Trump: German people are 'turning against' their government because of migration

Trump: German people are 'turning against' their government because of migration

President TrumpDonald John TrumpWarren: Dershowitz presentation 'nonsensical,' 'could not follow it' Bolton told Barr he was concerned Trump did favors for autocrats: report Dershowitz: Bolton allegations would not constitute impeachable offense MORE on Monday weighed in on internal politics facing Germany, saying the country's people are "turning against" their government over the issue of migration.

“The people of Germany are turning against their leadership as migration is rocking the already tenuous Berlin coalition,” Trump wrote in a tweet Monday morning.

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“Crime in Germany is way up," Trump claimed in the tweet. "Big mistake made all over Europe in allowing millions of people in who have so strongly and violently changed their culture!” 

However, according to statistics released in May, Germany's crime rate is currently at its lowest point since 1992, despite Trump's claim.

Crime dropped 5.1 percent over the previous year, with 5.76 million crimes reported. Politically motivated crimes also dropped by 4.9 percent, according to the statistics.

“We don’t want what is happening with immigration in Europe to happen with us!” Trump wrote in a separate tweet.

The president's comments came as German Chancellor Angela Merkel and other German politicians huddled on Monday to blunt a dispute over the chancellor's open-door refugee policy that she adopted in 2015.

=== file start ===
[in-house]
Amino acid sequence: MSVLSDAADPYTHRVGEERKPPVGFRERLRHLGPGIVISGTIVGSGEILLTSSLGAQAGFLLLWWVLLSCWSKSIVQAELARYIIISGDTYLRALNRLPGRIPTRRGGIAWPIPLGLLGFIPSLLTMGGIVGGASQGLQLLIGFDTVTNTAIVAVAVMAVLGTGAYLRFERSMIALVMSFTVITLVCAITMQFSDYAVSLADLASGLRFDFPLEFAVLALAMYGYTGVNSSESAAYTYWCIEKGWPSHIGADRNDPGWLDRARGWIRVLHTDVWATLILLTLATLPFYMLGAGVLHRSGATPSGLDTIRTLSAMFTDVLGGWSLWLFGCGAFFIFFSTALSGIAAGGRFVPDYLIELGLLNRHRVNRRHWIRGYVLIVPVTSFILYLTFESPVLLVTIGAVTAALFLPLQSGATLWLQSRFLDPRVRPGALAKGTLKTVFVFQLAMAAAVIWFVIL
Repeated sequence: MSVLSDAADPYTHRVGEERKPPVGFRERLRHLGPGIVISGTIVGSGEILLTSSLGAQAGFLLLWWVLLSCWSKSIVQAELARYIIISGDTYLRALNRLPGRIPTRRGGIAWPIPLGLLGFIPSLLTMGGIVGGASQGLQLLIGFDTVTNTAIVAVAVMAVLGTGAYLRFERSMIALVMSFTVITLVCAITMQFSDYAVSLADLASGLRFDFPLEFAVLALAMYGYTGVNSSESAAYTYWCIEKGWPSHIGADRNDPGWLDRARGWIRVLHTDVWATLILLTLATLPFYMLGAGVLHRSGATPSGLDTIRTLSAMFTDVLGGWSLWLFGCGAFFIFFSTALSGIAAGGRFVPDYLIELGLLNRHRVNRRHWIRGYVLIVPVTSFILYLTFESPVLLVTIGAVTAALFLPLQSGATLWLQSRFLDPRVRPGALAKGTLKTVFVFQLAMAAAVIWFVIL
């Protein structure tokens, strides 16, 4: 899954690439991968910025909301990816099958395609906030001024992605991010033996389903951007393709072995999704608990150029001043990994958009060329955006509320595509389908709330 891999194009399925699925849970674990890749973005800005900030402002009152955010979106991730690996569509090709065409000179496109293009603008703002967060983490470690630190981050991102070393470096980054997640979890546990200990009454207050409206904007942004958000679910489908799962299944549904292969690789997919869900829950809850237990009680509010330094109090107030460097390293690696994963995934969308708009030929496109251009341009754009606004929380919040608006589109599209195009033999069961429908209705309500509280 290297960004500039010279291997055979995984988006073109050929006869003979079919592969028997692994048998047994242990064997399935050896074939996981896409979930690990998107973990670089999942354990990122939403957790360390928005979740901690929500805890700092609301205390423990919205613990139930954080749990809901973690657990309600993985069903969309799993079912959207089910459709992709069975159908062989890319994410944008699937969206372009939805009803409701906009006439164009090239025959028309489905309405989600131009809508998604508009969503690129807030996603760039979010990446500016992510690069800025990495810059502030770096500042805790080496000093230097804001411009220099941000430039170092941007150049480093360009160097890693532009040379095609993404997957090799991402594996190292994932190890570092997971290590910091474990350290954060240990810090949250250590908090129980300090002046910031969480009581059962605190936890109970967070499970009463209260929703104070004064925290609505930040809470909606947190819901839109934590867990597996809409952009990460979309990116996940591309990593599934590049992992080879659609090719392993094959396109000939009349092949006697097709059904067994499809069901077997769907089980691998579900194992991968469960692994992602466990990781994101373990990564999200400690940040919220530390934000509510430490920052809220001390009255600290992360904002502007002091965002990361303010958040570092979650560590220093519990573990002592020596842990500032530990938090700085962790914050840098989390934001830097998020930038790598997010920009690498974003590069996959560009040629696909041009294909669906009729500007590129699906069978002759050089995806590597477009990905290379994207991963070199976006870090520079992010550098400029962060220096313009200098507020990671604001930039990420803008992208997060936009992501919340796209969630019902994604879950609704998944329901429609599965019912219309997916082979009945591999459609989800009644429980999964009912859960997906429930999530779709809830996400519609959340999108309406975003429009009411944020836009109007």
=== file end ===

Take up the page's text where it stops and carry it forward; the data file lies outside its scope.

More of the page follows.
Trump turned attention toward issues facing Europe as his administration faces mounting backlash for its immigration policies.

Attorney General Jeff SessionsJefferson (Jeff) Beauregard SessionsLawmaker wants Chinese news outlet to register as foreign agent Trump-aligned group launches ad campaign hitting Doug Jones on impeachment ICE subpoenas Denver law enforcement: report MORE announced the administration's "zero tolerance" immigration policy in April, noting that federal agents would aggressively prosecute adults crossing the border illegally.

The policy has led thousands of migrant children to be separated from their parents as a result of adults having to be prosecuted.

Sessions has argued that while the policy would lead to more separations it would also deter future migrants from crossing the border.